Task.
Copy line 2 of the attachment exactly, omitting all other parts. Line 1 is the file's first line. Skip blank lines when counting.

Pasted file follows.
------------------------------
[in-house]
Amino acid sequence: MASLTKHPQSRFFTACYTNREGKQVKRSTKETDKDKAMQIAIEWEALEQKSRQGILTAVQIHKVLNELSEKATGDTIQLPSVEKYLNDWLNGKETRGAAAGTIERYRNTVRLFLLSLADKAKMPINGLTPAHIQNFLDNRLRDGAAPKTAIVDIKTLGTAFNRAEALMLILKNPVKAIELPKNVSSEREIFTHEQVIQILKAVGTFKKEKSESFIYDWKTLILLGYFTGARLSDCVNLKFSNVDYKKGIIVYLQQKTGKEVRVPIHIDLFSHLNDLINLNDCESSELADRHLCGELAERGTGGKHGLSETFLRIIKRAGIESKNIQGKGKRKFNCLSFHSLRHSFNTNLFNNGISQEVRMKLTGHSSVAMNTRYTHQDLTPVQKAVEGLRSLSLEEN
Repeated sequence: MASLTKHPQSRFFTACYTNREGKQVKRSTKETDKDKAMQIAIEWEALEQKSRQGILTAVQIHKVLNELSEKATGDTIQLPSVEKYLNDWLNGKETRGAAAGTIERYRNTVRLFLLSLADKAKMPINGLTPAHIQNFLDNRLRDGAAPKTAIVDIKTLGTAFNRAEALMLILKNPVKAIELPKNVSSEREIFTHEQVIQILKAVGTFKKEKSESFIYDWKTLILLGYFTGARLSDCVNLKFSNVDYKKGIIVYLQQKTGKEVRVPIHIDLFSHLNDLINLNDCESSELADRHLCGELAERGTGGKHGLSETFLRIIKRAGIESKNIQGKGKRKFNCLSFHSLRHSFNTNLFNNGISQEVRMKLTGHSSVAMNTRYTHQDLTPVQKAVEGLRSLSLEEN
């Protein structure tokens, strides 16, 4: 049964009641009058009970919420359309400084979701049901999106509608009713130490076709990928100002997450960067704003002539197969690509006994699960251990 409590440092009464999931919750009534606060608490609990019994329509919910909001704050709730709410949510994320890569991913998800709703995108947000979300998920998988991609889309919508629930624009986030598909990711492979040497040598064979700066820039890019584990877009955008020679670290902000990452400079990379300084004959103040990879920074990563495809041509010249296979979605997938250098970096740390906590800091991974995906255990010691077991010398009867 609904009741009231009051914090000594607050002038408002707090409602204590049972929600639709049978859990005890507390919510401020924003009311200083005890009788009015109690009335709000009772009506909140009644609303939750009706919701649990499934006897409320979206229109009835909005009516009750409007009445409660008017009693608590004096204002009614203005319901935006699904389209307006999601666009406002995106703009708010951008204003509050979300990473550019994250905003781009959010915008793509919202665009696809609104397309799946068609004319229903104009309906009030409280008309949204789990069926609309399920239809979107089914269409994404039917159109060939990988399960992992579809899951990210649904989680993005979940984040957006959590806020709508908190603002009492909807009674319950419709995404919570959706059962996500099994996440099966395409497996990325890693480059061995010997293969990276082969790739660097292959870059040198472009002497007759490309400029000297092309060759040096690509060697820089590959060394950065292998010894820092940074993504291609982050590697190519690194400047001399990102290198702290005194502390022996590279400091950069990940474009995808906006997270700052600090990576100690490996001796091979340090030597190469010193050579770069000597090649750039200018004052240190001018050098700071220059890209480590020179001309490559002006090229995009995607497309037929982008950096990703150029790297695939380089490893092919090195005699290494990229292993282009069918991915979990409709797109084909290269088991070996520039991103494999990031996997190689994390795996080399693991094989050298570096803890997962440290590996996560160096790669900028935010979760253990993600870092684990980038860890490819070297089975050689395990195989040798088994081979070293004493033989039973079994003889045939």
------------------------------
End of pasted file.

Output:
Amino acid sequence: MASLTKHPQSRFFTACYTNREGKQVKRSTKETDKDKAMQIAIEWEALEQKSRQGILTAVQIHKVLNELSEKATGDTIQLPSVEKYLNDWLNGKETRGAAAGTIERYRNTVRLFLLSLADKAKMPINGLTPAHIQNFLDNRLRDGAAPKTAIVDIKTLGTAFNRAEALMLILKNPVKAIELPKNVSSEREIFTHEQVIQILKAVGTFKKEKSESFIYDWKTLILLGYFTGARLSDCVNLKFSNVDYKKGIIVYLQQKTGKEVRVPIHIDLFSHLNDLINLNDCESSELADRHLCGELAERGTGGKHGLSETFLRIIKRAGIESKNIQGKGKRKFNCLSFHSLRHSFNTNLFNNGISQEVRMKLTGHSSVAMNTRYTHQDLTPVQKAVEGLRSLSLEEN